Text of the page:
So are you saying you can take data from that?

And then if this happens again, the messaging will be more timely and actionable?

Is that the end result you're hoping for? I mean, so the bushfire use case, it's the fire service that use us.

So yeah, we can certainly help. We can be looking at helping them with location data and making sure that they can, I suppose, organize their contacts in a good way so that when they're ready to pull the trigger and tell people to leave, that we've given them the tool to allow them to do that.

But that's not to say that we are kind of fire experts. You wouldn't want to be pulling the trigger too early on that one.

So that might not be the perfect use case for helping our customers kind of send less messages.

That kind of use case is maybe more along the marketing end of the scale.

So it sounds like you do, I guess, the maths, ML, AI side of things at work.

But actually, also, there's a real practical application, which is that to your point of needing a bit of a diverse team there, not just engineers and just machine learning people.

Yeah, so I mean, I'm quite a practical worker in general, or a practical person in general.

And in data science, it is pretty easy to kind of, if you want to get caught up in the academic side of things, or the theoretical side of things.

But yeah, I'm just kind of, I'm a practical, pragmatic person.

So I'm always looking at how can we apply this thing to real life?

Yeah, exactly. I love that. Hey, what do you think the biggest challenge in data science is at the moment?

Yeah, that's a good question.

So probably the same challenge that we're seeing across tech, and that's just ethics, really doing the right thing or trying to do the right things.

So yeah, I think that there's so many reasons why this is a challenge within the industry.

But ethics is hard. You just have to kind of look at the trolley problem where you have to decide to save one person that was going to die anyway, to save two people.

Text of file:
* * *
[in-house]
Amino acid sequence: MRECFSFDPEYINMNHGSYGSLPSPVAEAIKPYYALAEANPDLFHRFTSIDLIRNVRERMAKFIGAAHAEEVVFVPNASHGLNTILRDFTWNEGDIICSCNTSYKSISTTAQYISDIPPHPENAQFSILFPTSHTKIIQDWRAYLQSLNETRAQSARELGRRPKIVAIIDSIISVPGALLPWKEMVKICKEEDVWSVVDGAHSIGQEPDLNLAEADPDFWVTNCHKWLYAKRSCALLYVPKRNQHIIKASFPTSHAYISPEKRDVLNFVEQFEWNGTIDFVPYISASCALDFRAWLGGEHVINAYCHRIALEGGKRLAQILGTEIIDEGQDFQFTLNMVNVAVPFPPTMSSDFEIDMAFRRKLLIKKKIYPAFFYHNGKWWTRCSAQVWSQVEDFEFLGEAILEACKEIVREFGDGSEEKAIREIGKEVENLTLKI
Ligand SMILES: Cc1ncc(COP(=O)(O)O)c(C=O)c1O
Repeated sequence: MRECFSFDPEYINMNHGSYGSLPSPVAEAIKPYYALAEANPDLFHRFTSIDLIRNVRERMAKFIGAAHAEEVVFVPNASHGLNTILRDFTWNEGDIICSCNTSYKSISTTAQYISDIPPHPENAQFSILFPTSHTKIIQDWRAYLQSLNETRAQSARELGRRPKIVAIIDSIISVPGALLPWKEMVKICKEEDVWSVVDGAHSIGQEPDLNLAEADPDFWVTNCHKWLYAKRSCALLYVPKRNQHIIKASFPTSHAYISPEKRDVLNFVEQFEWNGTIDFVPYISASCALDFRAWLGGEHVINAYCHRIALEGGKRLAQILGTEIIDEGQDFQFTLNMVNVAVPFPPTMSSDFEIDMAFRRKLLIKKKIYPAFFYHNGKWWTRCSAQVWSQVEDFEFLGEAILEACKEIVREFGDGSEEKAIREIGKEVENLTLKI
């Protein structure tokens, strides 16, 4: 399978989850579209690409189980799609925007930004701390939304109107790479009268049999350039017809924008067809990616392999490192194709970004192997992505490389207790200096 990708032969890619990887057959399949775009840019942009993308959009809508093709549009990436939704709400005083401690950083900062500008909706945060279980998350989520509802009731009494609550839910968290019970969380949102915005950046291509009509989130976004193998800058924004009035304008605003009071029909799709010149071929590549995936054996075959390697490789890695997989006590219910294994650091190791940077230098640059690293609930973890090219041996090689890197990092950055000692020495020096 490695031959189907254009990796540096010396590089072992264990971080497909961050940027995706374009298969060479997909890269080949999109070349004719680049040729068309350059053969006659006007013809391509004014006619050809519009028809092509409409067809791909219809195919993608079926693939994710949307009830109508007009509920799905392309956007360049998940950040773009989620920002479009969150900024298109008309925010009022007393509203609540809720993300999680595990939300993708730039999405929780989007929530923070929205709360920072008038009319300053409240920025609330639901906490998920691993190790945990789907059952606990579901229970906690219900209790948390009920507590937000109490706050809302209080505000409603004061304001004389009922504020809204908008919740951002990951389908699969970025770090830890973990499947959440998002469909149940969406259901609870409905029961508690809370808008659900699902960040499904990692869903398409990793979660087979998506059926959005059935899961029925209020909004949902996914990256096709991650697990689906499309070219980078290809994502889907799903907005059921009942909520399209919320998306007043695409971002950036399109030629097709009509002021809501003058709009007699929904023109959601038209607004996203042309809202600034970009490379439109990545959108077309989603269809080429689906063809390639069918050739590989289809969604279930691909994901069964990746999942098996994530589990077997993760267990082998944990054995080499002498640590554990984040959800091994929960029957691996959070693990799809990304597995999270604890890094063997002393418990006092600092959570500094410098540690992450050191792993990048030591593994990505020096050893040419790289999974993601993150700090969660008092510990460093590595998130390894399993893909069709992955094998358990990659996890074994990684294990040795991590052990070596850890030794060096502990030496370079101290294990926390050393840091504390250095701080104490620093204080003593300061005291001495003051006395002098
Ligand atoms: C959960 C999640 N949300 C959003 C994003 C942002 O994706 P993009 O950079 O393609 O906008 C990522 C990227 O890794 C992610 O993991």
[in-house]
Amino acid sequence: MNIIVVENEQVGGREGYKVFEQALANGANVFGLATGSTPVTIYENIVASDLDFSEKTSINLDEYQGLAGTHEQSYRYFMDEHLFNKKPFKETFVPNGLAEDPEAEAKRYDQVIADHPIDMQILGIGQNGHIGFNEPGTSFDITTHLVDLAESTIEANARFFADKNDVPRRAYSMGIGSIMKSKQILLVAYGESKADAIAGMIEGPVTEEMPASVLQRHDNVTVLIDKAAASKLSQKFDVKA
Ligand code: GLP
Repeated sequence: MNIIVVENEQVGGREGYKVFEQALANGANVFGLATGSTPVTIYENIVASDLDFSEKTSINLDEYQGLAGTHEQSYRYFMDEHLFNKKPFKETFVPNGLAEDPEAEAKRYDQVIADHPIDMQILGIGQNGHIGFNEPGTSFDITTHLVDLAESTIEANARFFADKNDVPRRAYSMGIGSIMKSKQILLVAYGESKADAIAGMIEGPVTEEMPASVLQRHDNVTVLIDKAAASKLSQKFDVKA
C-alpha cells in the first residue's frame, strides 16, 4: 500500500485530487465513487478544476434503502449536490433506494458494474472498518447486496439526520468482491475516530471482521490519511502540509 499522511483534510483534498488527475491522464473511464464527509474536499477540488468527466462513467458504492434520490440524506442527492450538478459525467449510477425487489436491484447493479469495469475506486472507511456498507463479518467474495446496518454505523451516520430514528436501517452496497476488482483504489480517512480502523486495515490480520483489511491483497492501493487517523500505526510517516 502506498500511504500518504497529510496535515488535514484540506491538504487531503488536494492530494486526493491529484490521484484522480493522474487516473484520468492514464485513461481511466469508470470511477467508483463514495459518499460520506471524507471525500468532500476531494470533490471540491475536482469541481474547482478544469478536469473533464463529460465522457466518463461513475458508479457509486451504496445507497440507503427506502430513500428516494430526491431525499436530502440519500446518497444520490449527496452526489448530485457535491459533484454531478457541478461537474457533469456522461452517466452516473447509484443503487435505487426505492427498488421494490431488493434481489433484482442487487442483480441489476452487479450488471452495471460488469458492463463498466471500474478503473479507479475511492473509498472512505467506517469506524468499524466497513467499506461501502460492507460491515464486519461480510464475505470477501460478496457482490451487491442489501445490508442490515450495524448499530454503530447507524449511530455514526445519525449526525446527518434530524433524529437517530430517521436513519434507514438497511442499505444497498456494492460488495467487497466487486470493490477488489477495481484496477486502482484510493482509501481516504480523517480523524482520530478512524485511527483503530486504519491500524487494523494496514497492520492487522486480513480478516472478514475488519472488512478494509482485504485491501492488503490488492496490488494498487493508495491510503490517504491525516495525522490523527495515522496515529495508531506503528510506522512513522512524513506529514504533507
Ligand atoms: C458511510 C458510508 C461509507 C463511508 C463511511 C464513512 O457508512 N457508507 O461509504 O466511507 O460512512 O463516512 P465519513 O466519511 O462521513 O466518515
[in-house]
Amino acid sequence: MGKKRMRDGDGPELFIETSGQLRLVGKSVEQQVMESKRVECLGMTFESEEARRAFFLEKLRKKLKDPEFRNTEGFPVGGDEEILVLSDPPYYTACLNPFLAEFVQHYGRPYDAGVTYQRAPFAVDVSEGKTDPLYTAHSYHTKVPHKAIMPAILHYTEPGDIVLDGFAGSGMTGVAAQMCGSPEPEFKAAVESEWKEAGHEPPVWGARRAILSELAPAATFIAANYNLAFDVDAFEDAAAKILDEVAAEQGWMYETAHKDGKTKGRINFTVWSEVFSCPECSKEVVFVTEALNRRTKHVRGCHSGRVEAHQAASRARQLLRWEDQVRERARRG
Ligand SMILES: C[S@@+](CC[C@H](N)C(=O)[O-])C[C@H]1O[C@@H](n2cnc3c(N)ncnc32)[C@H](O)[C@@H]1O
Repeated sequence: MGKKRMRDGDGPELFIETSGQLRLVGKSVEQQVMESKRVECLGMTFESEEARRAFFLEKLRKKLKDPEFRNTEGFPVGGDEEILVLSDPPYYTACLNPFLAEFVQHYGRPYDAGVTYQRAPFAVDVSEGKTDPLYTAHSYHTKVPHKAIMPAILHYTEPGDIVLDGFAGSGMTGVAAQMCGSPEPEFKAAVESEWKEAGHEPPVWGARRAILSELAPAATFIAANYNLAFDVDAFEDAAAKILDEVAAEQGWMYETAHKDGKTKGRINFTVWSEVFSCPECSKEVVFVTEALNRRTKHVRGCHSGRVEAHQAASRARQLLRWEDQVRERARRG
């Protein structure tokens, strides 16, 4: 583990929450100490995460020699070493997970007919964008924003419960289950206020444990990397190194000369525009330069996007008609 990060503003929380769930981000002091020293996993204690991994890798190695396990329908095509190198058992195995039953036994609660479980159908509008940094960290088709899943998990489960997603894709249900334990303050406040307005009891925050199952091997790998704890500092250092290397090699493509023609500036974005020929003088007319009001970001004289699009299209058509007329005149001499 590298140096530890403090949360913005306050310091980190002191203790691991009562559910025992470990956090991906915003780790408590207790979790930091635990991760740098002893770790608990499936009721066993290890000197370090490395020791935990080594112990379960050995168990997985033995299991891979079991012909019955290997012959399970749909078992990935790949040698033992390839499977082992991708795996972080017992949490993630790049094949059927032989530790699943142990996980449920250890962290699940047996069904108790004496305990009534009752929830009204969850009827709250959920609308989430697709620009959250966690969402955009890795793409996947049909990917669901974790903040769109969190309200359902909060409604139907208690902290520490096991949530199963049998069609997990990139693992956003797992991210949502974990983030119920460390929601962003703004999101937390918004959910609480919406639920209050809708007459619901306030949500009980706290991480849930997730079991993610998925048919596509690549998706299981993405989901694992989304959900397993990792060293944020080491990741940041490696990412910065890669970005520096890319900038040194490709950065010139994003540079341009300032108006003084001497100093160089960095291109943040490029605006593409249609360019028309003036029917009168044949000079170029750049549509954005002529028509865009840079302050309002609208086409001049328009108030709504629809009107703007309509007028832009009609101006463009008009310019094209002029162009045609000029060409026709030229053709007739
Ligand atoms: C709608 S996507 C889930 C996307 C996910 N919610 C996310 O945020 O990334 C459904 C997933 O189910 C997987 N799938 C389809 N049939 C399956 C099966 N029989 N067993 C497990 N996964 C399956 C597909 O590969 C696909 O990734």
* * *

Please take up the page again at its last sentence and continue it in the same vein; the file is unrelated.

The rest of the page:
And then, yeah, it's really hard to a problem to solve.

And then the types of systems that we're building within tech are really powerful, because they're scaling so much, and they're potentially making decisions for people.

And so you just need to like, mess up a person, a point a tiny bit, and you're like screwing over hundreds and thousands of people potentially.

I mean, we saw what happened in America with elections.

Yes, that's a, an extreme case. But yeah, these systems are really powerful that we're building.

And sometimes the implications aren't always completely thought through.

And sometimes it's impossible to know what the implications are until they're out in the wild.

But unless you've got an ethics lens in your design process, you're definitely going to potentially build something that could cause harm, or if it gets into the wrong hands, then that person can use it for harm.

And there's another part of the problem is that there's definitely not enough diversity at the table.

And so you can't, you can't, if you, if you grow up privileged, you can't always think about the negative impacts that a system that might perpetuate problems, people coming from different backgrounds, if they're not sat at the table to talk about those implications, or recognize that those implications might be had, then again, mistakes will be made and people will be disadvantaged because of that.

And yeah, I think the government as well as in technology, it's the government's generally playing catch up.

So yeah, I think we're getting a lot better in recent years in the government.

But yeah, I think they really need to get completely caught up so they can have more of a say in what, especially the bigger tech companies are doing.